UGANDA, Nakasero | Real Muloodi News | The Civil Division of the High Court in Kampala dealt a blow to the vendors in the Nakasero market. The court dismissed the application raised by Nakasero Market Sitting Vendors and Traders Limited, to throw out the Kampala Capital City Authority (KCCA) from managing the market.
In 2020, the vendors’ organisation went to court seeking to overturn a decision by the KCCA to take over management issues of the market. They wanted the court to pronounce itself on the matter and order the KCCA to return management of the market to the vendors’ organisation.
In November 2020, KCCA reacquired the market after President Yoweri Kaguta Museveni in September of the same year asked them to manage all markets and abattoirs because the private entities were not doing a good job.
In turn, the KCCA carried out the order and created a new team to run the market.
This move agitated the vendors who later applied to the court, asserting their ownership of the market and its management. The vendors further told the court that, in December 2009, they acquired a sub-lease of the property on Plot 48 and 7B Market Street, Nakasero Market, from the KCCA to which they paid a premium of 1.8 billion shillings plus ground rent of 45 million. Then, they agreed to collect revenue for the KCCA.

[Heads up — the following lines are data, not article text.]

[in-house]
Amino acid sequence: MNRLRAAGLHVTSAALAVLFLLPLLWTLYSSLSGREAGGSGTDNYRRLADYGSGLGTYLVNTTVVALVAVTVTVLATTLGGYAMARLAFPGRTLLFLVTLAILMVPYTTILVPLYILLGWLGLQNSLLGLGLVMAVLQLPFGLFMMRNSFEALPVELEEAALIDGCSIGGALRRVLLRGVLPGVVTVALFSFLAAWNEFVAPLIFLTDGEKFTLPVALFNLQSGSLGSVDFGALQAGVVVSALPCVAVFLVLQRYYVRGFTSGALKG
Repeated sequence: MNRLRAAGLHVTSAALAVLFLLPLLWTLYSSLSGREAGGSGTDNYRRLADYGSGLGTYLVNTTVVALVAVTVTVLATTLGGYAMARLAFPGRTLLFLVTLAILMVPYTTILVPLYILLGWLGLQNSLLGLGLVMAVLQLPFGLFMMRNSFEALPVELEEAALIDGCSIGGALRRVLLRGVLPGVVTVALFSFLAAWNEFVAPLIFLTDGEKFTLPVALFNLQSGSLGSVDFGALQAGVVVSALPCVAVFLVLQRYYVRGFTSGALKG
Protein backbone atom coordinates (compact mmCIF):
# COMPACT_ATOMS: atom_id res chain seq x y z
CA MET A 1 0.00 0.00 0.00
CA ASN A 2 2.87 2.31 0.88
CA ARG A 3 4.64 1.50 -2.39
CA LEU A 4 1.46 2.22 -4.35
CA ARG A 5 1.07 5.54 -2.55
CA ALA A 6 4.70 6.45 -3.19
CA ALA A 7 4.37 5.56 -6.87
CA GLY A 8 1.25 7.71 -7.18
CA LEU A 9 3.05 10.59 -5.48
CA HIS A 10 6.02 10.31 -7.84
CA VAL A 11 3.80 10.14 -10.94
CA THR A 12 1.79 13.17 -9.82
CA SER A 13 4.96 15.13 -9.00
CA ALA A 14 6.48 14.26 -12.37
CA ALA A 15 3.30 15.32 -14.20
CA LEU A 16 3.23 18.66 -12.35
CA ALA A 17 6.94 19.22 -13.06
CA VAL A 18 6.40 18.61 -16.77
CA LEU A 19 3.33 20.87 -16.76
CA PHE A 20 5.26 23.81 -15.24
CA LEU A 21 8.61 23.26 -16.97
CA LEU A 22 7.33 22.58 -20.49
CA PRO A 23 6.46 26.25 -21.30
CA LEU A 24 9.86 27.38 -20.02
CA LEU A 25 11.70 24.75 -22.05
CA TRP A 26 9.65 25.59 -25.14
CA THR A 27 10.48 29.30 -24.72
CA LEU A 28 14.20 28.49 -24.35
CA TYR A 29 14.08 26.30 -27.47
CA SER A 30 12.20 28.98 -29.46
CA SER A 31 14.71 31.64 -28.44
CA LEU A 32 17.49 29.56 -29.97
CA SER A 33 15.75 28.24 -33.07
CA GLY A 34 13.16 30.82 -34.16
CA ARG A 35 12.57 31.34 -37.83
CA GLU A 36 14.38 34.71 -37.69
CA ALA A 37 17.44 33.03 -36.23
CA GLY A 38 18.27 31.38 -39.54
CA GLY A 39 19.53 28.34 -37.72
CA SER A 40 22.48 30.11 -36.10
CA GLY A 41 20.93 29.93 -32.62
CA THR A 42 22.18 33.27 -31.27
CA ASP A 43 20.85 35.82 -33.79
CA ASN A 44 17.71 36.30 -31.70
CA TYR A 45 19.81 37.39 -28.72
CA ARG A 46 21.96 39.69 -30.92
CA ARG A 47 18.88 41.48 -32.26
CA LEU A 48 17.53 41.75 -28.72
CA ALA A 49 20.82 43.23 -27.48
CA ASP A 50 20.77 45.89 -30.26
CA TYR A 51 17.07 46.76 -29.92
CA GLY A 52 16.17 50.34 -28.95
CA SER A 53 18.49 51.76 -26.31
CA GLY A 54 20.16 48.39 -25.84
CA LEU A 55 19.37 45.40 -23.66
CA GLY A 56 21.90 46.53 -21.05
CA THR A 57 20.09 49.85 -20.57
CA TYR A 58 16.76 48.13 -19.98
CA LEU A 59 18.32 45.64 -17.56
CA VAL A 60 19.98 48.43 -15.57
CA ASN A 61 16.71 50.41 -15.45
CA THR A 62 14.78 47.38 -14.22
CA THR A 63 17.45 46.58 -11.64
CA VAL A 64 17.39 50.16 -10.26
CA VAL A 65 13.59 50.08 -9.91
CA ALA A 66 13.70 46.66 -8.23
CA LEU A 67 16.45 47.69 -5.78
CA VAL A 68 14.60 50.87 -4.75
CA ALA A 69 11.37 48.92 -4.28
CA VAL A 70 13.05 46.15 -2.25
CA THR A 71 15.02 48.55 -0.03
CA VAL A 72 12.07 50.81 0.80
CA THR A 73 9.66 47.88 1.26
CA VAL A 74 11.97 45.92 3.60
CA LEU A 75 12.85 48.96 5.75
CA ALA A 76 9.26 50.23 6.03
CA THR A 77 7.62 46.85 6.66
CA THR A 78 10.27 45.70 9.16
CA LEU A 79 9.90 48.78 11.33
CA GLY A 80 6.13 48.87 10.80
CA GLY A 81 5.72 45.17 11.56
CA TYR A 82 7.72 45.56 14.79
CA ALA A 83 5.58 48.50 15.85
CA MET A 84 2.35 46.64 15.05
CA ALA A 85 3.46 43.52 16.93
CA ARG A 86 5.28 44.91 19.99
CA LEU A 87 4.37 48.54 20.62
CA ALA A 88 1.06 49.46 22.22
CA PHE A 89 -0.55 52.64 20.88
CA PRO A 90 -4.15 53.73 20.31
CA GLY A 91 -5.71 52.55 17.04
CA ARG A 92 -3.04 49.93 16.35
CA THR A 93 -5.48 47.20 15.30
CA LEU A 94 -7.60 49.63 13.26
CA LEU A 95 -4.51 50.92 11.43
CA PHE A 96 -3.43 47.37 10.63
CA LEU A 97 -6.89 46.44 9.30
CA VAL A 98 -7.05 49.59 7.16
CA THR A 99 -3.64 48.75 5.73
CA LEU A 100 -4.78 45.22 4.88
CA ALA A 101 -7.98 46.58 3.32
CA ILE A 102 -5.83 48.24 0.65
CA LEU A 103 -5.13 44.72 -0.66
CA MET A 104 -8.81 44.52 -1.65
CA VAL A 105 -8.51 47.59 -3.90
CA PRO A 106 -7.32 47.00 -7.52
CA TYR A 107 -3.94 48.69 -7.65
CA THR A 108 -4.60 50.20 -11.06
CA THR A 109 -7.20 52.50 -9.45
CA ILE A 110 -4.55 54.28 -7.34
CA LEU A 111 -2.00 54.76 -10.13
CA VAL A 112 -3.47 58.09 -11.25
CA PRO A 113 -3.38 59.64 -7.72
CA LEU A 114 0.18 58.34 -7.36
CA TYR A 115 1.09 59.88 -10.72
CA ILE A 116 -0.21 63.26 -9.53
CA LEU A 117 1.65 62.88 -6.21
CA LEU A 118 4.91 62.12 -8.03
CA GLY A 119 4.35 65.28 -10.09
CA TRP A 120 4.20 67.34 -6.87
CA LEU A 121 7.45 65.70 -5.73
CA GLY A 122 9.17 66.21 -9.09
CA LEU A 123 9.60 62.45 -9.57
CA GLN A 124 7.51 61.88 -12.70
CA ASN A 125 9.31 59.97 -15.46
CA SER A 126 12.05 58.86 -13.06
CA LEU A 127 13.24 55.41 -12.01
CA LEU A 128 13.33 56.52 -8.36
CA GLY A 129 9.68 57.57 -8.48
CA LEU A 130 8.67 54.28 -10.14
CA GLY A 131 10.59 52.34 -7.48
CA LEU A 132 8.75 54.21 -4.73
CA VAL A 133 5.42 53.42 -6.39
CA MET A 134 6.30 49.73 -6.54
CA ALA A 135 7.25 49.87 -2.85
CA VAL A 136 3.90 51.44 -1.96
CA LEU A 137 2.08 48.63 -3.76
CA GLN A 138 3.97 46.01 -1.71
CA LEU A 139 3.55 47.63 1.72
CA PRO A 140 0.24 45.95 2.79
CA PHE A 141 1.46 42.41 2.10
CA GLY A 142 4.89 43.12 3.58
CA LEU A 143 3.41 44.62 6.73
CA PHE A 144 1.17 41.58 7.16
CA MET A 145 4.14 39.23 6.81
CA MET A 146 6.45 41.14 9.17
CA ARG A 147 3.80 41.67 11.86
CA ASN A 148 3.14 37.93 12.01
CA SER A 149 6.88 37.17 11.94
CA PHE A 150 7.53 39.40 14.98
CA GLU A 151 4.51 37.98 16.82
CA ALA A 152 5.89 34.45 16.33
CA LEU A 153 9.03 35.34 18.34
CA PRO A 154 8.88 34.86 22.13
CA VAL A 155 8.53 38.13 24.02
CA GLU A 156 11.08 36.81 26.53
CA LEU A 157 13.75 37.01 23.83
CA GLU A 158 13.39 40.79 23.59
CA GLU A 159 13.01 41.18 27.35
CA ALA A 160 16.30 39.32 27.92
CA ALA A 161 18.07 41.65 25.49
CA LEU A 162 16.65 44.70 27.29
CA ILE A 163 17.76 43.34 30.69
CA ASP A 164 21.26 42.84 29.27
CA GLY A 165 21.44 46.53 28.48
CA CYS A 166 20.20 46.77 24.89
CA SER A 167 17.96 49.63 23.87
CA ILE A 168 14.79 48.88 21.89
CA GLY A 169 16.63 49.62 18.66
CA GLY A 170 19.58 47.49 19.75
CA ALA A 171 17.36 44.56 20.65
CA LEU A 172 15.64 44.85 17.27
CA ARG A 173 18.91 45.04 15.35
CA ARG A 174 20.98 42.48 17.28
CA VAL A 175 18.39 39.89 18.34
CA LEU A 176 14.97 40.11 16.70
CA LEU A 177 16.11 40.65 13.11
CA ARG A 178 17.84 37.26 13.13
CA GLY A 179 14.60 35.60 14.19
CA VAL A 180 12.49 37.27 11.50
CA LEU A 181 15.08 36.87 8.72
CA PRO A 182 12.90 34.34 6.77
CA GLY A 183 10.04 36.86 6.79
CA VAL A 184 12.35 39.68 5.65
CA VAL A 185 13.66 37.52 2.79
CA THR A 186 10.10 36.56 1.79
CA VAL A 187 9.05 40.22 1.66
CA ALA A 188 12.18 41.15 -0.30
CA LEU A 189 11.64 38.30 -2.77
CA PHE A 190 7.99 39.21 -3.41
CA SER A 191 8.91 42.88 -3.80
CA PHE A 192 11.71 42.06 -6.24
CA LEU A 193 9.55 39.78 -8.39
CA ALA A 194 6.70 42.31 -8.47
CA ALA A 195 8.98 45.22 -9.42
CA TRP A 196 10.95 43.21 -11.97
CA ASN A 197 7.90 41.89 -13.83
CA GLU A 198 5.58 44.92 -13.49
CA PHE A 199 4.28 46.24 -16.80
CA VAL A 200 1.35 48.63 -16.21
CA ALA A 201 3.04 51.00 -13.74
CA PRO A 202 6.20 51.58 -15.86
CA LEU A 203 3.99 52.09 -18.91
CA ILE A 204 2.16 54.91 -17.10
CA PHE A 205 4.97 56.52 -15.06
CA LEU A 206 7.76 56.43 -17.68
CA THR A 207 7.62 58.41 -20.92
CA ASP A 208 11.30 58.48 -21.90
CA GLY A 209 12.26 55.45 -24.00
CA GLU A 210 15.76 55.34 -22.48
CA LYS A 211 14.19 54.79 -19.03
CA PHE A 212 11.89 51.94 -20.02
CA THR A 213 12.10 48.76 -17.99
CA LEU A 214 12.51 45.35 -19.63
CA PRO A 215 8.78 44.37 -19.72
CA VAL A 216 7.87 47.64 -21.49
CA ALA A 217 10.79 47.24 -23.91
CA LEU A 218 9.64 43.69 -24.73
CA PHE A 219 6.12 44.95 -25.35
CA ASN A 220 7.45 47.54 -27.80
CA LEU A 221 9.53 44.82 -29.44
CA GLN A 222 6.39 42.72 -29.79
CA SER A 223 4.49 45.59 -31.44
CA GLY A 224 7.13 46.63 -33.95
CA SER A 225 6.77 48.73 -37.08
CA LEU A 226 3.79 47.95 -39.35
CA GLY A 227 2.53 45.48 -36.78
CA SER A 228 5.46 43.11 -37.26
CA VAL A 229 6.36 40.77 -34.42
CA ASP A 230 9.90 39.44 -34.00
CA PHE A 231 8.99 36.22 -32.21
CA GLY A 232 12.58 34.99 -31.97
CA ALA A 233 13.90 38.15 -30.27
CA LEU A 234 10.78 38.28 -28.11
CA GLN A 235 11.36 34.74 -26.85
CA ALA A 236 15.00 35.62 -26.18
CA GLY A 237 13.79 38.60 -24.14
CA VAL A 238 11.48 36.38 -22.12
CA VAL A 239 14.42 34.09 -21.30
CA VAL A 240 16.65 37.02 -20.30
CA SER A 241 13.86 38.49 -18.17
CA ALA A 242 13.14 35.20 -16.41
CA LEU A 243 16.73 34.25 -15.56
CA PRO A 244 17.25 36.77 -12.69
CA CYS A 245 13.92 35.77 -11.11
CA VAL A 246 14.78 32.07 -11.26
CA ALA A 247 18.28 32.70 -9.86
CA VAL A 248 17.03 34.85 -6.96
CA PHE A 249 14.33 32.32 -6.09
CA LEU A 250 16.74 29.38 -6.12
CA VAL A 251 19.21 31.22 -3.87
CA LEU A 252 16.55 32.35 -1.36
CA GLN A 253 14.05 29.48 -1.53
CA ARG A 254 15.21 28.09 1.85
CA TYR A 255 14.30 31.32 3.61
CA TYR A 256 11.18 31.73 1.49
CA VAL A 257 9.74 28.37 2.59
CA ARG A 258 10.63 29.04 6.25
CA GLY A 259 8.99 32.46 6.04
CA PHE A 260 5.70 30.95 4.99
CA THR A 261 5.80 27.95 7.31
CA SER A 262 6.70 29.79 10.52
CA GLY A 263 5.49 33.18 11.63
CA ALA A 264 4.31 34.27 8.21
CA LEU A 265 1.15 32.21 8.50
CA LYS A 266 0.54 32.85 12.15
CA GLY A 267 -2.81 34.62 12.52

In mounting their defence, the KCCA quoted the 94 Market Act that gives them the powers to manage and control markets in the city, and to allow private entities like Nakasero Market Sitting Vendors and Traders Limited to manage the property is a breach of that act.
In April 2010, President Museveni ordered the KCCA to take over all land for common use facilities in the city and lease common land to the vendors.
However, KCCA said that the Cabinet reversed the policy and determined that the government should repossess all public common user facilities. Further still, in 2019, the Cabinet decided that the KCCA should refund the premium and ground rent paid by the vendors and do so with interest, and then take over possession of the property for proper management.
KCCA then said they were acting under the direction of the President. They also declined to refund the 1.845 billion to the vendors who had a lease on the market, saying the markets belong to the government.
Justice Musa Ssekaana dismissed the vendor’s application and said, “it is not a case for judicial review basing on the facts and circumstances of the case.”
He further noted that the transactions entered into by the KCCA and vendors were purely contractual and based on private law rights that were derived from the said agreements.
He continued to say, “Contractual obligations should not be enforced by judicial review. Unless the question is whether the contracting authority has exceeded its power. Judicial review should be a remedy of last resort and it is inappropriate where there is another field of law governing the situation.”
Justice Ssekaana dismissed the case with no costs; he did not decide on the 1.845 billion the vendors claimed to have paid to the KCCA.
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